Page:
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Bricks (and Clicks) and Mortar

Despite the increasing use of virtual and social network-based learning methods, companies are making large-scale investments in their physical corporate university spaces. Designing special rooms to enhance collaboration and reflection, global organizations such as Whirlpool and General Electric (GE) are placing a premium on face-to-face learning not by replacing instructor-led or classroom learning with technology-based options but by leveraging technology to enhance the learning experience and maximize classroom investments.

Whirlpool’s corporate university, which sits on 120 acres, has 50 hotel rooms, a 10,000-square-foot great hall and a lodge-like resort, opened in 1994. In 2008, leaders took another look at learning delivery methods to assess where changes were needed. At that time, 98 percent of learning was in the classroom, but Tamara Patrick, global director of Whirlpool University, said the company had to start using the virtual world in a way that went beyond blended learning.

Whirlpool developed its closed loop learning approach, which incorporates four elements into every program: leverage virtual space, use traditional classroom learning, ensure ways to apply and practice new skills and hold managers accountable by improving their coaching abilities and the tools they need to promote employees’ use of these skills.

“We feel very strongly about the physical space,” Patrick said. “It’s an excellent place for reflective learning. Content delivered there is primarily around leadership development and strategic levers like innovation and go-to-market skills, cost and quality, Six Sigma, action learning, higher-level skill building, networking, role playing and applying skills learned online.”

During the past few years the corporate university also has been redesigned to promote informal, collaborative learning via special nooks and rooms designated for conversation and by replacing solid doors with glass. Patrick said it’s Whirlpool’s way of mimicking the movement toward online social networking in person. In 2010 the company installed a “classroom of today” in one of its major training rooms. The classroom is technology-enabled with interactive whiteboards, polling systems and high-definition audio and video conferencing to connect colleagues and bring in external faculty or subject matter experts as needed. All of these learning delivery methods should enhance the classroom experience and engage the learner, particularly during action learning projects.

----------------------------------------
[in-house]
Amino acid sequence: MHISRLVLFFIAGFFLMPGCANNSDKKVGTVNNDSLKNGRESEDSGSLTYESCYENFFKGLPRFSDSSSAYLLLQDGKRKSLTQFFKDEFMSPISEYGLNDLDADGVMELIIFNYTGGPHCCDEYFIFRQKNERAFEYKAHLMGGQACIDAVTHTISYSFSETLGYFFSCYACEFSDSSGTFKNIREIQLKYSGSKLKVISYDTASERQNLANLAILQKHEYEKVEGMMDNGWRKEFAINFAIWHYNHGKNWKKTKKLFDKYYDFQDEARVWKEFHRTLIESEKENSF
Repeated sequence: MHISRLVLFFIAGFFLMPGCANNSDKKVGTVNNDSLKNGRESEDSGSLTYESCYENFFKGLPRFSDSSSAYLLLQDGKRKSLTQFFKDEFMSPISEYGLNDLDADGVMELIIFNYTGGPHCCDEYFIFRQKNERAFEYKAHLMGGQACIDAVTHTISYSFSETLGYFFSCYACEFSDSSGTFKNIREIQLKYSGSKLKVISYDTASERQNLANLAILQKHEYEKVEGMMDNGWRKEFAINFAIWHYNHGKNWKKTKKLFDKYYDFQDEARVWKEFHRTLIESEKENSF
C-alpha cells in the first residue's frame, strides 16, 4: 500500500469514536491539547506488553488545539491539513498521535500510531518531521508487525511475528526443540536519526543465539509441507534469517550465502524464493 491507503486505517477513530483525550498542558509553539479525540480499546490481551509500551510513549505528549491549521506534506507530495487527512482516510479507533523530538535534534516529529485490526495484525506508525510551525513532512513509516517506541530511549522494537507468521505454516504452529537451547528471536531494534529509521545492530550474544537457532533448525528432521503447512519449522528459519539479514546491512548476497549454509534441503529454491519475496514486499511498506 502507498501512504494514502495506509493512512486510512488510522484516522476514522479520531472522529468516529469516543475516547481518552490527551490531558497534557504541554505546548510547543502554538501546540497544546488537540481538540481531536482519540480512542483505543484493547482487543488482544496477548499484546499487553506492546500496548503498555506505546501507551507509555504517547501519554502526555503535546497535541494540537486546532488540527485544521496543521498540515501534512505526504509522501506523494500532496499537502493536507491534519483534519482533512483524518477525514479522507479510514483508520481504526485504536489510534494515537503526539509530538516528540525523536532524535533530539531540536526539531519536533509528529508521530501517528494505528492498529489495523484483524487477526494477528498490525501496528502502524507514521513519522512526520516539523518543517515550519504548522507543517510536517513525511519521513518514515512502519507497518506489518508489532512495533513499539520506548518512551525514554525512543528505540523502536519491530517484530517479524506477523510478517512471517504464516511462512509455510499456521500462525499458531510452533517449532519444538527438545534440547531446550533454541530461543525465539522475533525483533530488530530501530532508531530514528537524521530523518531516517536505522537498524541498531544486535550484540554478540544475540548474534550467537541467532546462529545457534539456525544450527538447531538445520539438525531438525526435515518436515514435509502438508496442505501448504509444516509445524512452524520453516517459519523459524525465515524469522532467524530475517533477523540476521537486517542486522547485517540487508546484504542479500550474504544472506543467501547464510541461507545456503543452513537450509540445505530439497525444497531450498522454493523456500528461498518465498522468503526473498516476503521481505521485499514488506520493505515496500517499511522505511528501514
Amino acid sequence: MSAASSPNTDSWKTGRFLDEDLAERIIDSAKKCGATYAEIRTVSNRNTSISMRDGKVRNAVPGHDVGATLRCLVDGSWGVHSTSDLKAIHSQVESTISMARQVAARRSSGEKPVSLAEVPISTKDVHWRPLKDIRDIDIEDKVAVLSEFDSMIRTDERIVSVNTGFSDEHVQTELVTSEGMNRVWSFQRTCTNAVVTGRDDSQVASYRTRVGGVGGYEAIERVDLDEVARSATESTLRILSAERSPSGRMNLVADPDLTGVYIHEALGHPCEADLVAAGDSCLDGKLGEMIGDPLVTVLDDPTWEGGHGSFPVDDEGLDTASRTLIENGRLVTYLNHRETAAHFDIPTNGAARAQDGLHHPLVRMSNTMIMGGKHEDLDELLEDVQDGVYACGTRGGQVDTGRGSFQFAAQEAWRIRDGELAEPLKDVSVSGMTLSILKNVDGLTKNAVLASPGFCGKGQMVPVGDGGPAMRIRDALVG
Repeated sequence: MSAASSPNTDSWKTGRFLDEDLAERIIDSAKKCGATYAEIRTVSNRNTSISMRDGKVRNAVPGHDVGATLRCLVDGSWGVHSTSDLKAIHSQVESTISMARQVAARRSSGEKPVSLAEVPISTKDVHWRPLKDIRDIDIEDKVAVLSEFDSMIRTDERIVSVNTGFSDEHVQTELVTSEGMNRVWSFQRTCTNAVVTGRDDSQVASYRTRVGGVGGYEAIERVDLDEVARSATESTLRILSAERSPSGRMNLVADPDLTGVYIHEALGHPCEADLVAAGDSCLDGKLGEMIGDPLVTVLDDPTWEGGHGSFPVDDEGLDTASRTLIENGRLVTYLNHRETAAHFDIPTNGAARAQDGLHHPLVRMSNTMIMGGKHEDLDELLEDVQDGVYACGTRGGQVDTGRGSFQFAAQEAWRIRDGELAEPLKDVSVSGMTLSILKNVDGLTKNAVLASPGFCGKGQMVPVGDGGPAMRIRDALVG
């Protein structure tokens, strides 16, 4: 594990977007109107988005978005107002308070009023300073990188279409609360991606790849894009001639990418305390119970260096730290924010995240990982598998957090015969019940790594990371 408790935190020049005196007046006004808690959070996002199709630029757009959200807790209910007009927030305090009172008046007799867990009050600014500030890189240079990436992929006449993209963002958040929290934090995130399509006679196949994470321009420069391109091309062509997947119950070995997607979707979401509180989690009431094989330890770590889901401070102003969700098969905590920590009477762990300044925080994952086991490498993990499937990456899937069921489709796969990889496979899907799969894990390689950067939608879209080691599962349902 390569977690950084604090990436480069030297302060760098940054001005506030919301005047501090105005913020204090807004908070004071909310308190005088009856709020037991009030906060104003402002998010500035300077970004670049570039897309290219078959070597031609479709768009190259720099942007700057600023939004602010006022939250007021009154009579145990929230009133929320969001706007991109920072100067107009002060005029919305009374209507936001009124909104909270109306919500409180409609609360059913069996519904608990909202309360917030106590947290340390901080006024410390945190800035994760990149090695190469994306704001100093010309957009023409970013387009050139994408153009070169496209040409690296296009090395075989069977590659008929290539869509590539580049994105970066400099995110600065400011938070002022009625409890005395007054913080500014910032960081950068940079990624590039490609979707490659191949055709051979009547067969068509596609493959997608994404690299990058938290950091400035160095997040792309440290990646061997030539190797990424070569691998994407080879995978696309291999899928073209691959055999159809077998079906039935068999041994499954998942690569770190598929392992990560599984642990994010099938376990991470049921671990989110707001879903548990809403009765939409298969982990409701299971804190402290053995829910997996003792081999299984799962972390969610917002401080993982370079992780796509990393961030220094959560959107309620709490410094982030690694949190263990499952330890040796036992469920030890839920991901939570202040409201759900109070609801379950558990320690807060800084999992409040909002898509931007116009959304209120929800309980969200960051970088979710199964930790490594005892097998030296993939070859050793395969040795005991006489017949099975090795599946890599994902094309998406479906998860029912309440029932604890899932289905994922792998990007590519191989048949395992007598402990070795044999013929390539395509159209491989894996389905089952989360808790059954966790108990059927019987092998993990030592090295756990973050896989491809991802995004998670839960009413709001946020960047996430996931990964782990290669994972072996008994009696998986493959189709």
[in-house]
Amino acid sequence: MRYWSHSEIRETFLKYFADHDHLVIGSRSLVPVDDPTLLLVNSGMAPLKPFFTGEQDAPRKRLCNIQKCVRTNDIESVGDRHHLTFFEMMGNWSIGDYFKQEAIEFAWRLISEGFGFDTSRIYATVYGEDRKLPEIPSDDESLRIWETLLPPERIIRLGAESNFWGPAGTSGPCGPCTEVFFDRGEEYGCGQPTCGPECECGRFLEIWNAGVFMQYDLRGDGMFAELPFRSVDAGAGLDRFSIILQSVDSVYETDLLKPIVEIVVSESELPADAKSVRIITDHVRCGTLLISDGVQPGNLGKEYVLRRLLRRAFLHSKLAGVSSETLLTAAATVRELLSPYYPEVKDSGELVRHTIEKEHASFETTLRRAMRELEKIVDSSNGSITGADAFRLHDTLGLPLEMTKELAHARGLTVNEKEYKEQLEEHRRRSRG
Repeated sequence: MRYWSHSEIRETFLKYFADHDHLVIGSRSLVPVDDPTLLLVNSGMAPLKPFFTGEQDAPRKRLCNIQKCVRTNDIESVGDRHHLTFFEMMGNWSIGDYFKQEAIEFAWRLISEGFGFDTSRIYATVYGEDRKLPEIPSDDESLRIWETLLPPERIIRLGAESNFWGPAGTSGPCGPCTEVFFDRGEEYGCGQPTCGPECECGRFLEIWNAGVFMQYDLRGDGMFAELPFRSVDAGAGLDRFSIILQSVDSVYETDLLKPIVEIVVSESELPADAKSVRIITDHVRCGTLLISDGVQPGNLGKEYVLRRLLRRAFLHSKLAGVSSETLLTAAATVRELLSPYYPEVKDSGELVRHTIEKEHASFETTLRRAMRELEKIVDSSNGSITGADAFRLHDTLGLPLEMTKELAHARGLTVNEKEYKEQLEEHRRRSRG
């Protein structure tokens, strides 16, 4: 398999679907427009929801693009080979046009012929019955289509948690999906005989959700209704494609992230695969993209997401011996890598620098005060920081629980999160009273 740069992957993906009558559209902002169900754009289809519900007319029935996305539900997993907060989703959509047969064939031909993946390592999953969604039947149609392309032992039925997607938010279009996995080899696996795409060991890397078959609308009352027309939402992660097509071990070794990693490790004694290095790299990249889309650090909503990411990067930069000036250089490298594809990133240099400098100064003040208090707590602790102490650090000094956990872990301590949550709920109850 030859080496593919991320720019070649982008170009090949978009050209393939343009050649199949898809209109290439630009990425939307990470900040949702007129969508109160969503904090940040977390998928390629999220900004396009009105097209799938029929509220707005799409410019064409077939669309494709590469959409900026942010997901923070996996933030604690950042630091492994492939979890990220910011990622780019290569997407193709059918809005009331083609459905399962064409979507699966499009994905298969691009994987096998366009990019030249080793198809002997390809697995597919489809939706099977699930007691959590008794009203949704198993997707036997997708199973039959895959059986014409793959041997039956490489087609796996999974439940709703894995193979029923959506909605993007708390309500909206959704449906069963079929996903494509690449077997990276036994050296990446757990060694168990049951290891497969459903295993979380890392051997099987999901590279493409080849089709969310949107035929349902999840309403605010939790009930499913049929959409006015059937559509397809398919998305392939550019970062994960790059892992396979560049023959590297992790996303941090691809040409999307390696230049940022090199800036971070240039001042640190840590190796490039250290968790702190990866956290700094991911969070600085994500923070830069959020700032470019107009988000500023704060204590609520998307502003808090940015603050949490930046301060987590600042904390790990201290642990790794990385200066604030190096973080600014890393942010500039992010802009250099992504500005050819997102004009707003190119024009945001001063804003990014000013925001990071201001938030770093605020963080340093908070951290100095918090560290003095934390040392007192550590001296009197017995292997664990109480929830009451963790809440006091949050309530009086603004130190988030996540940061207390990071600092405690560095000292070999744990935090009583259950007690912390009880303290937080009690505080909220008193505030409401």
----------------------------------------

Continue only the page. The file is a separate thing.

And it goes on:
GE’s Crotonville campus in New York also has undergone what Jeff Barnes, director of the company’s global leadership development team, calls tremendous changes. Those changes include the physical facility — with more space for individual gatherings, reflection and more rooms to accommodate more learners in the years to come — but also include changes in content and learning approach.

Janice Semper, manager of executive development at GE, said the organization is looking at class design and content not only to enhance the learner experience but to ensure learning is contemporary and aligned with the company’s values and leadership model.

“People can get a lot of content outside the classroom,” Barnes said. “They can do a lot of the theory through e-learning and social media, but we find in this global world there is such a need for people to gather together to have a chance to meet leaders in person — one of our key components is leaders in the classroom — and there’s a huge advantage in people thinking and reflecting together and talking about how to take theories and concepts and apply them on the job.”

Because time is scarce, it’s critical not to waste face-to-face learning opportunities but to ensure they are spent connecting learners to the company and to each other in cross-functional courses. “Sitting with colleagues from different parts of the organization, [learners] get the bigger company mission and feel like they’re part of the story,” Semper said. “That helps not only to develop their skill set but to inspire them to go back and change their behavior.”

The changes at Crotonville began in 2009 as GE was updating its company values to align fully with the rigors and demands of modern business. Semper said the organization recognized that “You can’t teach 21st century leadership in a 20th century way or a 20th century environment. We want to make sure Crotonville reflects how we think about leadership today.”

Physical changes to the Crotonville space began in summer 2011. The first phase should be complete in spring 2012, with a second phase to be completed by the end of 2013.